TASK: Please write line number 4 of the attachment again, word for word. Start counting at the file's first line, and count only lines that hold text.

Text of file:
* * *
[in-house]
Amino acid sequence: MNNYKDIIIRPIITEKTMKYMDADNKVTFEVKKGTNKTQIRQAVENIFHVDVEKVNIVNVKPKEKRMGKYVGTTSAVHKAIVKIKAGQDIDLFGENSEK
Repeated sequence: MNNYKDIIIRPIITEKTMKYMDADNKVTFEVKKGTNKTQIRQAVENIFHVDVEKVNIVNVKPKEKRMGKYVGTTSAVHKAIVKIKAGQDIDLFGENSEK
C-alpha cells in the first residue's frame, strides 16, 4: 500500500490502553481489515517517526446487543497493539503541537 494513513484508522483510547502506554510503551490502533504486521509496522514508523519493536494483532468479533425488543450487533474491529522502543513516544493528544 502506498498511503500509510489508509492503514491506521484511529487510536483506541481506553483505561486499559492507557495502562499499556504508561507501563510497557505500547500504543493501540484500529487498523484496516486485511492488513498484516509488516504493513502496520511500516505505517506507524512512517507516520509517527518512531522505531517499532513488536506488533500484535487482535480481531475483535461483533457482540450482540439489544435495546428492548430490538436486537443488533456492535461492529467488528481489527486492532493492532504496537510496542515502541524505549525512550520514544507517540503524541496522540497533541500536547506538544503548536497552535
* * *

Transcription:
C-alpha cells in the first residue's frame, strides 16, 4: 500500500490502553481489515517517526446487543497493539503541537 494513513484508522483510547502506554510503551490502533504486521509496522514508523519493536494483532468479533425488543450487533474491529522502543513516544493528544 502506498498511503500509510489508509492503514491506521484511529487510536483506541481506553483505561486499559492507557495502562499499556504508561507501563510497557505500547500504543493501540484500529487498523484496516486485511492488513498484516509488516504493513502496520511500516505505517506507524512512517507516520509517527518512531522505531517499532513488536506488533500484535487482535480481531475483535461483533457482540450482540439489544435495546428492548430490538436486537443488533456492535461492529467488528481489527486492532493492532504496537510496542515502541524505549525512550520514544507517540503524541496522540497533541500536547506538544503548536497552535